By Hillel Aron
By Joseph Tsidulko
By Patrick Range McDonald
By David Futch
By Hillel Aron
By Dennis Romero
By Jill Stewart
By Dennis Romero
LIKE ANY MAJOR METROPOLIS, Los Angeles has its normal sea of troubles, but there are two fundamental problems that really define the city and the challenges it confronts. The first, with which the Weekly has dealt extensively of late, is the quality of its air. The second, which may be even harder to fix, is the quality of its economy. Over the past quarter century, Los Angeles has been downwardly mobile, with its middle class shrinking to a fraction of its former size. Both these problems — air quality and, even more, the vanishing middle — afflict the nation generally. But Los Angeles has opened such a wide lead on every other city that we’re not just quantitatively different; we’re qualitatively in a class by ourselves.
Two surveys that have come out in recent months spell out the economic problem in the starkest of terms. In June, the Brookings Institution released a study titled “Where Did They Go? The Decline of Middle-Income Neighborhoods in Metropolitan America,” a survey of the nation’s 100 largest metropolitan areas in which Los Angeles has the starring role as the city that’s fallen the furthest. Looking at census-tract data from the 1970 and 2000 census reports, the study notes that whereas 58 percent of neighborhoods in those metropolitan areas were middle income in 1970, just 41 percent were in 2000. It’s in L.A., though, that the middle has truly vanished. Just 28 percent of Los Angeles neighborhoods are middle income. That ranks a cool 100 out of the 100 largest metro areas.
As with neighborhoods, so with families. A scant 17.4 percent of L.A. families were middle income in the 2000 census, which ranked us next to last. (New York brought up the rear at 16.2 percent.) Angelenos were both richer and poorer: 40.4 percent of local families had low incomes; 42.2 percent had high incomes. The problem is that the poverty of the poor exceeded the wealth of the rich. Between 1970 and 2000, real median family income in L.A. declined — that’s declined — by 5.7 percent.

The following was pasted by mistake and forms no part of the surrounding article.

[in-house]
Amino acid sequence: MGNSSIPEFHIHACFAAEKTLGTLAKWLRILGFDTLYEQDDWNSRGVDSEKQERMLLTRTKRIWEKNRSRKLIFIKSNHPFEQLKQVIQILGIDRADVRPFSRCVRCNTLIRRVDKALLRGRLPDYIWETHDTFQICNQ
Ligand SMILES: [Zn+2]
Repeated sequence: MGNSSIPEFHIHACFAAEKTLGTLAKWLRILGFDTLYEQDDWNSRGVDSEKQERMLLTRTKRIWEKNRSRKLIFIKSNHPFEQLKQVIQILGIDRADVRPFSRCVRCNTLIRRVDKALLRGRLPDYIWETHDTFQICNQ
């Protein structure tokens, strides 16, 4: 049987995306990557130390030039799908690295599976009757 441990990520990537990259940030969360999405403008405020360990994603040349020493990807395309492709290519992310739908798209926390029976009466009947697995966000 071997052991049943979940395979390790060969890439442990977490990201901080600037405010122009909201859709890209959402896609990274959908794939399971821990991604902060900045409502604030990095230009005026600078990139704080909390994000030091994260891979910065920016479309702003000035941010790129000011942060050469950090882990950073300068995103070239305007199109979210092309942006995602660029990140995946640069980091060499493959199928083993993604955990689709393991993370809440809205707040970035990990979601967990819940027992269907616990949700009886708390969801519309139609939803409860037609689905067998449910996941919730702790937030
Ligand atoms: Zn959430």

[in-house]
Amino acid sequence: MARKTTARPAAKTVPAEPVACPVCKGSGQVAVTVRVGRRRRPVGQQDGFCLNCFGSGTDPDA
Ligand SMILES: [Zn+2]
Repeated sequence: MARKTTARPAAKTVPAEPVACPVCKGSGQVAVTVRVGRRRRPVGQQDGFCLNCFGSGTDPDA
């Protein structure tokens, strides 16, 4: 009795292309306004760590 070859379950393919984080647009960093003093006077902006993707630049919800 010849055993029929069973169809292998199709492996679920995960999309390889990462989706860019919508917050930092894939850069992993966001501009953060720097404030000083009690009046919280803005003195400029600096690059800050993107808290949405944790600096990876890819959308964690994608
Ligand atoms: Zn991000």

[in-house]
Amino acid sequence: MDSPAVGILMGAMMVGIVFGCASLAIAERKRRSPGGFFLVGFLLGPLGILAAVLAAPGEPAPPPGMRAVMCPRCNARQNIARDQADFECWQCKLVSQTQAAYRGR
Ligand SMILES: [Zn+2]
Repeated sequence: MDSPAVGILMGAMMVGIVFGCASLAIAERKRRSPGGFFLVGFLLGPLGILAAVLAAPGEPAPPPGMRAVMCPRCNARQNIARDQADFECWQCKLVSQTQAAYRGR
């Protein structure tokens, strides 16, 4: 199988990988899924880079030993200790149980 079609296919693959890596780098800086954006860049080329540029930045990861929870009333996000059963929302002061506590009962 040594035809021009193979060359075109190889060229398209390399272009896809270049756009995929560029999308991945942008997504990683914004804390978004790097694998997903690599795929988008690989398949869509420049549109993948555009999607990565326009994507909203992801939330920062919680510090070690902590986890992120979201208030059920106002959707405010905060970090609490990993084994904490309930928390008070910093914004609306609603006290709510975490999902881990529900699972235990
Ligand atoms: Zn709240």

This didn’t happen in other cities. Brookings looked most intently at 12 metropolitan areas, including L.A., Chicago, Philadelphia, Oakland and Baltimore — hardly a list composed exclusively of boomtowns. Los Angeles was the only one in which median income went down.
The Los Angeles of 1970 was another country, a different world, from what it is today. It was home to a giant aerospace industry and the second-largest auto-manufacturing center in the nation — both industries unionized, both helping give the region a vast and vibrant middle class. Construction and trucking were largely unionized then too. Today, those jobs and the people who once held them are long gone — many hightailing it to other states in the early and mid-’90s, when aerospace collapsed, in search of the middle-income jobs no longer found in L.A.
Los Angeles rebounded from the recession of the early and mid-’90s, of course, but its middle class did nothing of the kind. Adapting brilliantly to the flood of low-skilled and poorly educated immigrants, the local economy created thousands upon thousands of new shit jobs in fast-food joints and off-the-books factories, in driving trucks and building homes for nonunion employers, in mowing lawns and taking care of the kids. A recent survey, “L.A. Labor Market Strengths and Weaknesses,” from the Los Angeles Economic Roundtable, shows, for instance, that the industry that created the most private-employer jobs between 1996 and 2002 was “limited-service eating places.” Again, we’re creating high-end jobs as well, many in entertainment. But 24 percent of employed L.A. city residents, the Roundtable concludes, are poor.
The absence of jobs in the middle means that traditional ladders of social mobility that were there for generations of immigrants (from either foreign countries or domestic rural areas) throughout American history aren’t there now. And as the poor are cut off from the prospect of middle-income employment, they’re cut off from the prospect of living in middle-income neighborhoods too. Nationally, according to Brookings, 55 percent of low-income families lived in middle-income neighborhoods in 1970. By 2000, just 37 percent did. Brookings didn’t publish the figures for L.A., but they have to be a lot worse.
IN A SENSE, BROOKINGS HAS PROVIDED the statistical verification, if one were needed, for the premises, if not the ensuing action, of Crash. The L.A. that emerges from its study, and the Roundtable’s, is all gap and no bridge.
There are, of course, some notable attempts at bridge building. The victories of the labor movement and living-wage activists to win higher wages for public-contract workers or employees at projects built with governmental assistance or tax breaks have moved a number of workers (not nearly enough) out of poverty. So has the growth of unionization among such low-wage workers as janitors and (happening just now) security guards. But the inability of supermarket workers a few years back to block the imposition of wage and benefits cuts for new hires reduced the number of local middle-income jobs.
The challenge for the city is how to fight these battles on the much larger scale required to rebuild a middle class — and that’s certainly how the mayor sees it. Antonio Villaraigosa’s war over the schools is about all manner of things large and small, but at its largest, it stems from a belief — at minimum, a hope — that an educated work force will rebuild the middle class here.